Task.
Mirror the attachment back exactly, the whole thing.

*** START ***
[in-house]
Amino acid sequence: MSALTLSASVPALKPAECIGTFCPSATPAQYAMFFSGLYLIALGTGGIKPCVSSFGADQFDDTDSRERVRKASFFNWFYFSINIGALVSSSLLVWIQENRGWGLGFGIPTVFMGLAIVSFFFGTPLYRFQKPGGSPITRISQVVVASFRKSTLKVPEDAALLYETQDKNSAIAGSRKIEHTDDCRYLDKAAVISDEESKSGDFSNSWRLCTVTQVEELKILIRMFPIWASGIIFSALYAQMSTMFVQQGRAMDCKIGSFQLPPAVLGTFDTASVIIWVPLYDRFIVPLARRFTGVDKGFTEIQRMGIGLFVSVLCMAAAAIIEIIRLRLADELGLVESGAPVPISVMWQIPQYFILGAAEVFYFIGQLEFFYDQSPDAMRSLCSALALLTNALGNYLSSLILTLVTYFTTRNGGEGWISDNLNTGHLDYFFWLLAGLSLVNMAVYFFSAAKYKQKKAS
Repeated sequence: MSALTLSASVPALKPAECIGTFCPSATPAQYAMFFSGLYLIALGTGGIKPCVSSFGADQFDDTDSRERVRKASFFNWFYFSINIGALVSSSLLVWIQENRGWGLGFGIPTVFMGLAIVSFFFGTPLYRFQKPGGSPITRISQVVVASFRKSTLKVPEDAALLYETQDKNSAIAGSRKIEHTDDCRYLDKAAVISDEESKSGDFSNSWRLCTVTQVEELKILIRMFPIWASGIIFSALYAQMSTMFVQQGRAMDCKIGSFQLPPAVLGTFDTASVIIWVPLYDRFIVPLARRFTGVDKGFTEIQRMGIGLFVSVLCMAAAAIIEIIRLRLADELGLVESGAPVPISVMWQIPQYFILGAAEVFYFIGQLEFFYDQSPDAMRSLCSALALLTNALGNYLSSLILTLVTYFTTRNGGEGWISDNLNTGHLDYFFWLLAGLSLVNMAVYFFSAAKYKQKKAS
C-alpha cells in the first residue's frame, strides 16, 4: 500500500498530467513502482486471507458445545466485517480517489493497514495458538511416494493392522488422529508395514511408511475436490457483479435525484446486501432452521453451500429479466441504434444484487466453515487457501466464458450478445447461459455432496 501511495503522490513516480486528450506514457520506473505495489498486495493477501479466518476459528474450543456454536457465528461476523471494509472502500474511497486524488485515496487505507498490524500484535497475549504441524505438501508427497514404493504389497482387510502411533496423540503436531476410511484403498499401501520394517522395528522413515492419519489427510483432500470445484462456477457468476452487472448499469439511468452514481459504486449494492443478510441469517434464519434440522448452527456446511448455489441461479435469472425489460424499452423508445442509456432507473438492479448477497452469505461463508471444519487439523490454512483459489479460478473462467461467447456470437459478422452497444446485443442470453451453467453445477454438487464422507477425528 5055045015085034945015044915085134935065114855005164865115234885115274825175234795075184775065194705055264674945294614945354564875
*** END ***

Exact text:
[in-house]
Amino acid sequence: MSALTLSASVPALKPAECIGTFCPSATPAQYAMFFSGLYLIALGTGGIKPCVSSFGADQFDDTDSRERVRKASFFNWFYFSINIGALVSSSLLVWIQENRGWGLGFGIPTVFMGLAIVSFFFGTPLYRFQKPGGSPITRISQVVVASFRKSTLKVPEDAALLYETQDKNSAIAGSRKIEHTDDCRYLDKAAVISDEESKSGDFSNSWRLCTVTQVEELKILIRMFPIWASGIIFSALYAQMSTMFVQQGRAMDCKIGSFQLPPAVLGTFDTASVIIWVPLYDRFIVPLARRFTGVDKGFTEIQRMGIGLFVSVLCMAAAAIIEIIRLRLADELGLVESGAPVPISVMWQIPQYFILGAAEVFYFIGQLEFFYDQSPDAMRSLCSALALLTNALGNYLSSLILTLVTYFTTRNGGEGWISDNLNTGHLDYFFWLLAGLSLVNMAVYFFSAAKYKQKKAS
Repeated sequence: MSALTLSASVPALKPAECIGTFCPSATPAQYAMFFSGLYLIALGTGGIKPCVSSFGADQFDDTDSRERVRKASFFNWFYFSINIGALVSSSLLVWIQENRGWGLGFGIPTVFMGLAIVSFFFGTPLYRFQKPGGSPITRISQVVVASFRKSTLKVPEDAALLYETQDKNSAIAGSRKIEHTDDCRYLDKAAVISDEESKSGDFSNSWRLCTVTQVEELKILIRMFPIWASGIIFSALYAQMSTMFVQQGRAMDCKIGSFQLPPAVLGTFDTASVIIWVPLYDRFIVPLARRFTGVDKGFTEIQRMGIGLFVSVLCMAAAAIIEIIRLRLADELGLVESGAPVPISVMWQIPQYFILGAAEVFYFIGQLEFFYDQSPDAMRSLCSALALLTNALGNYLSSLILTLVTYFTTRNGGEGWISDNLNTGHLDYFFWLLAGLSLVNMAVYFFSAAKYKQKKAS
C-alpha cells in the first residue's frame, strides 16, 4: 500500500498530467513502482486471507458445545466485517480517489493497514495458538511416494493392522488422529508395514511408511475436490457483479435525484446486501432452521453451500429479466441504434444484487466453515487457501466464458450478445447461459455432496 501511495503522490513516480486528450506514457520506473505495489498486495493477501479466518476459528474450543456454536457465528461476523471494509472502500474511497486524488485515496487505507498490524500484535497475549504441524505438501508427497514404493504389497482387510502411533496423540503436531476410511484403498499401501520394517522395528522413515492419519489427510483432500470445484462456477457468476452487472448499469439511468452514481459504486449494492443478510441469517434464519434440522448452527456446511448455489441461479435469472425489460424499452423508445442509456432507473438492479448477497452469505461463508471444519487439523490454512483459489479460478473462467461467447456470437459478422452497444446485443442470453451453467453445477454438487464422507477425528 5055045015085034945015044915085134935065114855005164865115234885115274825175234795075184775065194705055264674945294614945354564875